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David Hockney
Sunday Morning Mayflower Hotel NY Nov. 28, 1982 David Hockney photo collage

1982

$110,000

About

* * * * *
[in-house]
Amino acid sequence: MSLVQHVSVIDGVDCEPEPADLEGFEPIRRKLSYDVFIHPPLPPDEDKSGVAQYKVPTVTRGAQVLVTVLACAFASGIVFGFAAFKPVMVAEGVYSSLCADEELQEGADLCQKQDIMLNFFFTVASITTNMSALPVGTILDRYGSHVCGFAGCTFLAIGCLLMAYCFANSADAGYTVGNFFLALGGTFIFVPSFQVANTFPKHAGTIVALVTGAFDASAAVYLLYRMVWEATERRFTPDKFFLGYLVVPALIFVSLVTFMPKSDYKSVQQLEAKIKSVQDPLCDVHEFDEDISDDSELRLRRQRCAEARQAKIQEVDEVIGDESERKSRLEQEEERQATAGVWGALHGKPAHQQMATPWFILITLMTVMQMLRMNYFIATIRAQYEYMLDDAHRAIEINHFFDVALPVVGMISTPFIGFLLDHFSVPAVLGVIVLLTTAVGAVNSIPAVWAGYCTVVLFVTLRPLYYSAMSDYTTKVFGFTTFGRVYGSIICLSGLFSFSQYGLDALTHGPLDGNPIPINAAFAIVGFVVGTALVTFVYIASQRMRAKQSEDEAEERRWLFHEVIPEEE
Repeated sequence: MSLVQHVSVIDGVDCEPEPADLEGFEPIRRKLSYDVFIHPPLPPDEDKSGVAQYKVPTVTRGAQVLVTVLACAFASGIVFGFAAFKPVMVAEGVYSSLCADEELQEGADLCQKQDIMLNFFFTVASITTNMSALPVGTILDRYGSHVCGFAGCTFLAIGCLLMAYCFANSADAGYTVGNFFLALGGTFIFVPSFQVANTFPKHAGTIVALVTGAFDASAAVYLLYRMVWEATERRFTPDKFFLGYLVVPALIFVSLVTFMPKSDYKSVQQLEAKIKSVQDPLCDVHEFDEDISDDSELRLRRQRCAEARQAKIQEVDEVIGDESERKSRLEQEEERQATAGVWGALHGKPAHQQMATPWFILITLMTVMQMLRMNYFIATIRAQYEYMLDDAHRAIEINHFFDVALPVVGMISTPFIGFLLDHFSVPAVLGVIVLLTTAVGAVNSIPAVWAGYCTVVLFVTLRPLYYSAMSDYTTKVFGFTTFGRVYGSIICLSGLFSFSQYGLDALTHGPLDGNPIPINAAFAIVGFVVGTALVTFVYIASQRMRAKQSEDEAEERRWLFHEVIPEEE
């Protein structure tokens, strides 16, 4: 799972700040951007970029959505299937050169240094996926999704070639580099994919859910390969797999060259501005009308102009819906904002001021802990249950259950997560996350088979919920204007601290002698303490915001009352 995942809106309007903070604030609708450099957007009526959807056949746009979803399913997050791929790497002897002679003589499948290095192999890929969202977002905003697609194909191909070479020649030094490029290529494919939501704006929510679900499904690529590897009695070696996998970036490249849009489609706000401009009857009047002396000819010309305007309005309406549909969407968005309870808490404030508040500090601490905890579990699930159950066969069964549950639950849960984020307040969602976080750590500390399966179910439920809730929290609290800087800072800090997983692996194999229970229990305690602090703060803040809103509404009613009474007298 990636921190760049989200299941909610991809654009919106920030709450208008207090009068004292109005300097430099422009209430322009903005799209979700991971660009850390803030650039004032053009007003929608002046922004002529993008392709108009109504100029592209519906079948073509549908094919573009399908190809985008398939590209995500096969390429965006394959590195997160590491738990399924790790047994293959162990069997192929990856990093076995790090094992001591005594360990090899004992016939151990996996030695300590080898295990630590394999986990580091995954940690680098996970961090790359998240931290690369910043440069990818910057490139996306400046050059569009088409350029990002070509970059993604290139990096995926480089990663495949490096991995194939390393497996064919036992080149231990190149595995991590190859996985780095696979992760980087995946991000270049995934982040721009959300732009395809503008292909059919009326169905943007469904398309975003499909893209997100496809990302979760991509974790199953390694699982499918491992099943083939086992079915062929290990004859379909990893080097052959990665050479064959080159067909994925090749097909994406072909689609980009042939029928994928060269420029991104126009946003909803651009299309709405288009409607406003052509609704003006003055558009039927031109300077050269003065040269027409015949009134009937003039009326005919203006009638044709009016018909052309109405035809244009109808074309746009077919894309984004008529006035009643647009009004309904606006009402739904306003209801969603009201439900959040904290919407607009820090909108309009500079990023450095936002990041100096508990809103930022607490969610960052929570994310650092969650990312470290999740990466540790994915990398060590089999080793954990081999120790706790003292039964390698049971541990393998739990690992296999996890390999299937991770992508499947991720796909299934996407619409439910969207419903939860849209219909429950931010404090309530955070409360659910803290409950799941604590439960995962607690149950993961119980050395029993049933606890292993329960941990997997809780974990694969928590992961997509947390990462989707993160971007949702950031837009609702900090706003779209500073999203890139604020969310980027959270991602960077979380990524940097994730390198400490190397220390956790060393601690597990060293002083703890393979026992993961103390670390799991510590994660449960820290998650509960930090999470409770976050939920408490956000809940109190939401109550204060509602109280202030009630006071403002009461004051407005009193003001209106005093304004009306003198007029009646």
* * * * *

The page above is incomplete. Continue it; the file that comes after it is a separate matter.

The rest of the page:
This Hockney photographic collage depicts the artist in his suite at the Mayflower Hotel while preparing designs for the sets and costumes of a French Triple Bill of opera and ballet at Lincoln Center, New York. Decorated in earth tones and shades of sepia, the room is seen from the point of view of the artist who is reclining on the bed. At the center of the composition, a mirror reveals the artist in the act of photography, a black camera obscuring his face. A pack of Gitanes cigarettes are placed atop a glass ashtray, by a rotary phone. Stacks of books on the bureau suggest an extended stay. Hockney’s gold-ringed hand is outstretched to the left, while his body is obscured by newspapers spread across the bed. On the cover of The New York Times Book Review, Robert Lowell’s stern visage: “The Poet at the Center”. To the right lies a color program for the Metropolitan Opera’s 1982-83 season, Hockney’s sly nod to their production of Parade, a triple-bill of short French pieces directed by John Dexter, for which Hockney designed innovative sets and costumes. The production included Satie's ''Parade,'' Poulenc's ''Les Mamelles de Tiresias'' and Ravel's ''L'Enfant et les Sortileges.” Hockney was staying at the Mayflower Hotel, located opposite from Lincoln Center, to work on this project. While the artist has removed almost all traces of his body -- save a curiously large hand, and his obscured reflection -- this work is remarkably personal, lacking the cool detachment sometimes found in the artist's carefully composed formal portraits. His inclusion, for example, of carelessly discarded towels and slippers tossed to the floor, convey a tender openness. Mounted on a chestnut-brown backing board, the panorama of photographs verges on a fish-eye view, giving the sense of a tranquil sanctuary; a warm cocoon to pass languid Sunday hours. To the right, a glimmer of building tops out the window alludes to the Mayflower Hotel’s inimitable views just west of Central Park. David Hockney photo collage entitled "Sunday Morning Nov. 28, 1982 Mayflower Hotel NY" Collage of chromogenic prints, mounted on board. Signed by the artist, annotated #5 (from a series of 20), and dated 1982 lower right in white ink. In its original maple frame, with UV plexiglass face. Hockney perceived traditional photography as distancing the viewer. The New York Times interviewed Hockney while staying at the Mayflower Hotel, from the very bed pictured in this collage. The artist explained: “One-point perspective portrays a single, frozen moment, seen by a single, unmoving eye. But humans do not see that way. Their eyes are constantly moving, seeing in many little glances. Even when we are asleep, our eyes move.'' He views each photograph as a “glance” that could be combined to reproduce more accurately the action of looking. ''It's a more human way of seeing,'' the artist explains. ''Your body's been given back to you, in a sense.'' Originally two side-by-side residential hotels called the Mayflower-Plymouth, which opened in 1926, the building was designed by Emery Roth. "This structure was yet another of Roth's fine background buildings," Steven Ruttenbaum wrote in "Mansions in the Clouds: The Skyscraper Palazzi of Emery Roth" and "made a valuable contribution to the New York streetscape." Charles Suisman wrote in The New York Times in 2000 that the Mayflower "hasn't been cutting edge in over 70 years -- but it's got that front row seat on the park that's as comfortable as a Barcalounger." In 2004, developers Will and Arthur Zeckendorf demolished the hotel to make way for the city’s most exclusive residences at 15 Central Park West. The Zeckendorfs would end up paying the highest price ever recorded to relocate a single tenant: over $17 million to the Mayflower’s last holdout, an eccentric and reclusive physicist named Herbert Sukenik. Hockney has been an avid portraitist throughout his career, drawing and painting subjects ranging from his mother and Celia Birtwell, his muse over many decades, to art dealer Larry Gagosian and artist John Baldessari. Collection: The Art Institute of Chicago, Chicago; LACMA (Los Angeles County Museum of Art), Los Angeles Catalogue Reference: “Cameraworks” Alfred A. Knopf 1984 pl. 75C “Hockney’s Photographs” Hayward Gallery, London 1983 Text by Mark Haworth-Booth and David Hockney, p. 25.